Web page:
This year, Acedillo bounces back with a vengeance by way of 'Kamunggai,' and proves that a good film doesn't need popular actors and the heady convolutions of telenovelas to win over viewers. Indeed, a filmmaker is only as good-or as bad-as his last film.

It follows how short-tempered 69-year-old government retiree Lolo Peping (Roger 'Soe' Gonzales) forges an unlikely bond with his bratty grandson Kenken (Kent Raymond Basa).

As funny and bracingly unpredictable as it is heartwarming, the film tugs at viewers' heartstrings without going over-the-top, and dispenses life-affirming lessons devoid of a proselytizing tone.

It doesn't hurt that acting 'newbies' Gonzales and Basa are just as noteworthy as the familiar faces in the cast-yes, the film provides an invigorating change of thespic pace for singers Dulce and Bayang Barrios, who prove that there's more to them than their singing ability.

It examines its lead characters' combustible relationships but smartly does away with vein-popping dramatic caterwauling and 'manufactured' melodrama.

As if affirming that there's beauty in simplicity, it shows pampered city-dwellers how 'the other half' lives.

When its young protagonist finally comes to terms with his contentious situation, it becomes as much a learning moment for Ken and his aging new guardian as it is for the audience.

We've yet to see Topel Lee's coming-of-age drama about fish pen boys, 'Baklad,' and Joseph Abello's 'What Home Feels Like,' about a seaman (portrayed by Bembol Roco) who suddenly finds himself jobless.

For its part, Byron Bryant's 'Sinandomeng' is also worthy of picky viewers' patronage. We like how the film plays out its endearing 'dramedic' arc with straightforward simplicity, and espouses its empowering, no-frills views about the importance of perseverance and the belief that, yes, even women can take competent care of farms.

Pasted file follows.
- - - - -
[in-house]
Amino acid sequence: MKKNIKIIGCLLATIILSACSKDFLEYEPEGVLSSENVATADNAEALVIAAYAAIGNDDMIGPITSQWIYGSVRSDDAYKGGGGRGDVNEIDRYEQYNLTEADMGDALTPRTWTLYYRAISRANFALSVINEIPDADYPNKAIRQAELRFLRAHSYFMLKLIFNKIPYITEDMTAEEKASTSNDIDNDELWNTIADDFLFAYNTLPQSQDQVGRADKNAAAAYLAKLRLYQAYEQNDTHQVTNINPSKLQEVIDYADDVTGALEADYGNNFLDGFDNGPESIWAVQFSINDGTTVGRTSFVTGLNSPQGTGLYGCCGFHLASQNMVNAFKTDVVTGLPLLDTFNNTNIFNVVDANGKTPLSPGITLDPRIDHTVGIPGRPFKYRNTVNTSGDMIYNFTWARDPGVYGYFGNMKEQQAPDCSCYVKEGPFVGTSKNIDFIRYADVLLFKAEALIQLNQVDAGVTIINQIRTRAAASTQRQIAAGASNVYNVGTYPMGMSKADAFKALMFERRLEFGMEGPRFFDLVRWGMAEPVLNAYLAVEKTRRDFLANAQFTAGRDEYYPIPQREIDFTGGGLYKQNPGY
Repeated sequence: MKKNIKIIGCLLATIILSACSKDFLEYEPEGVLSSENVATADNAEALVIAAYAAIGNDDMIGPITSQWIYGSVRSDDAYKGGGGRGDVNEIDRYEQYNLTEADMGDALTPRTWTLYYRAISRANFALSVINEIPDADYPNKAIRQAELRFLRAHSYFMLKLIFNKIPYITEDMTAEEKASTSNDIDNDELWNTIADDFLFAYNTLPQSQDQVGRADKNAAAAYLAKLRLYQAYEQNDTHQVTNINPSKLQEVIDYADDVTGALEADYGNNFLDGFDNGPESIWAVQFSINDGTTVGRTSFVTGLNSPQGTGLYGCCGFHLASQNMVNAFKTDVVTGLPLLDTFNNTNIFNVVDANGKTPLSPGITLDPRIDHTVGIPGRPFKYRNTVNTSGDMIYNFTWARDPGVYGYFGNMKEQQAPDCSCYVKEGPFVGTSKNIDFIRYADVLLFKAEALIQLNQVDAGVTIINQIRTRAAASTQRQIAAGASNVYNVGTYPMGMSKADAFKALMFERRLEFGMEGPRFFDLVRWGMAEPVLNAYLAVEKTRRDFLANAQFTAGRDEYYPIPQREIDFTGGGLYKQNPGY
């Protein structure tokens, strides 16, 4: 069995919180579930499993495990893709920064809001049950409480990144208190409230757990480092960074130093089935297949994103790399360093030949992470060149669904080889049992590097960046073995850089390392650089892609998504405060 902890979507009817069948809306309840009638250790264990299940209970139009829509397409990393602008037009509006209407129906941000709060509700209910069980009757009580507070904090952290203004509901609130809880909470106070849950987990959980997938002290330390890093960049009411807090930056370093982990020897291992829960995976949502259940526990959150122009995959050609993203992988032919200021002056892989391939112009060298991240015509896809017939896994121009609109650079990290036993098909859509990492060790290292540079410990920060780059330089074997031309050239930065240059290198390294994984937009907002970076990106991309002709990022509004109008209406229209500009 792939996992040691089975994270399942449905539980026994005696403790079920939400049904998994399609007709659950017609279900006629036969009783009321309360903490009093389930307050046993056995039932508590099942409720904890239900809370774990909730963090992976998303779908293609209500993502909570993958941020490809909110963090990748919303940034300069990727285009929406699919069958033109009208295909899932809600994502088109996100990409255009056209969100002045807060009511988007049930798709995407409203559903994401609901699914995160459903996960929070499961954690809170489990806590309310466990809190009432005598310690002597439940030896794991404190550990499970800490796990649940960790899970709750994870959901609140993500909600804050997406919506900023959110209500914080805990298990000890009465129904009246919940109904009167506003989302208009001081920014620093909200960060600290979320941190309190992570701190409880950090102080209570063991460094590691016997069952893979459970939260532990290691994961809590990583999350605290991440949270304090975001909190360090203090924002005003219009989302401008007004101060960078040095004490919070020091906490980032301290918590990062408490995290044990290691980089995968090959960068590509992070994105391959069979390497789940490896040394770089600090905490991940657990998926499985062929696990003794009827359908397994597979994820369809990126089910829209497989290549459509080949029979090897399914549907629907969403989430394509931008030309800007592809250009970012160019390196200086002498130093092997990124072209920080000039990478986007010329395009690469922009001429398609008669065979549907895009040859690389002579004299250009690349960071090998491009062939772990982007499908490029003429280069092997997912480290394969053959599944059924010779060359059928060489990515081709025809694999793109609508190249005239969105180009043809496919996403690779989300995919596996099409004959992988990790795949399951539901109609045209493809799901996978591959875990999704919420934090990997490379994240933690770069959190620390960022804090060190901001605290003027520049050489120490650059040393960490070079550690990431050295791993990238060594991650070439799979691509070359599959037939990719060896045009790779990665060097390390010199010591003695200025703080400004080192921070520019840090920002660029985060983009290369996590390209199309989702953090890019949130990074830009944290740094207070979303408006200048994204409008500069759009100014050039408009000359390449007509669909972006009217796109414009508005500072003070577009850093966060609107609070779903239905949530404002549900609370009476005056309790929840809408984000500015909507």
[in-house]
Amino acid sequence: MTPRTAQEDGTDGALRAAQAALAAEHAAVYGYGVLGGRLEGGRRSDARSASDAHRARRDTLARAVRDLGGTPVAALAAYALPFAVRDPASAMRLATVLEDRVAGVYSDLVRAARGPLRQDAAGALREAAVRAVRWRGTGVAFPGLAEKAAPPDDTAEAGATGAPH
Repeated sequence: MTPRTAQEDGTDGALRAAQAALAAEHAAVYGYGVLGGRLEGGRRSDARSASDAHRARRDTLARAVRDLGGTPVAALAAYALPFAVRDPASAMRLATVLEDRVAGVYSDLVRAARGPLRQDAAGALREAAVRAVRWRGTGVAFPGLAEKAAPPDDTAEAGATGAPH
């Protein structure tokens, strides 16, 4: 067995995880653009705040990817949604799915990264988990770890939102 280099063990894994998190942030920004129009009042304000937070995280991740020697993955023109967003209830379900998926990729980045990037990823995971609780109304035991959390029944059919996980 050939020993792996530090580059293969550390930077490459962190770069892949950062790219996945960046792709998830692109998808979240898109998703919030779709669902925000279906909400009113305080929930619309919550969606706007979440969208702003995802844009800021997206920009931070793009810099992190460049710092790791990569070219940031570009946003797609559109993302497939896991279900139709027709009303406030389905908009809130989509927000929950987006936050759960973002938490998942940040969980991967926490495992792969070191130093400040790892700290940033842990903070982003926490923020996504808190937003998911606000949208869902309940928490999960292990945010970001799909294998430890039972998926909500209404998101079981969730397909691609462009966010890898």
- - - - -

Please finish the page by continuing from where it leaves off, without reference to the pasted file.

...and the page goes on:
Sue Prado in 'Sinandomeng'

Even more remarkable is the production's delightful and 'relatable' depiction of Filipino family life.

Bryant's feel-good tale is about strong-willed Sinang (Sue Prado), who staunchly decides to take over the farming duties of her husband (Julio Diaz) after he's found lifeless on their farm.

Couldn't the other men in her family take over? Well, they've all decided to seek greener pastures as OFWs, so Sinang is left to take care of her 'financially compromised' family and put food on the table.

Like 'Kamunggai,' the film has leavening comic moments that provide a breather from its dramatic sequences.

Roger 'Soe' Gonzales in 'Kamunggai'

The characters are well threshed out, and the actors' portrayals are carefully limned, paced by Prado, Star Orjaliza (as Sinang's sister, Dory) and the exceptional Lou Veloso (as their hemiplegic father).

The production is enlivened even more by Pinoy folk songs that help move its story, as well as by charming moments that find its characters enthusiastically coming together for a common cause.

How's that for Filipinos' vaunted bayanihan spirit?
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Publication:Philippines Daily Inquirer (Makati City, Philippines)
Date:Jul 15, 2017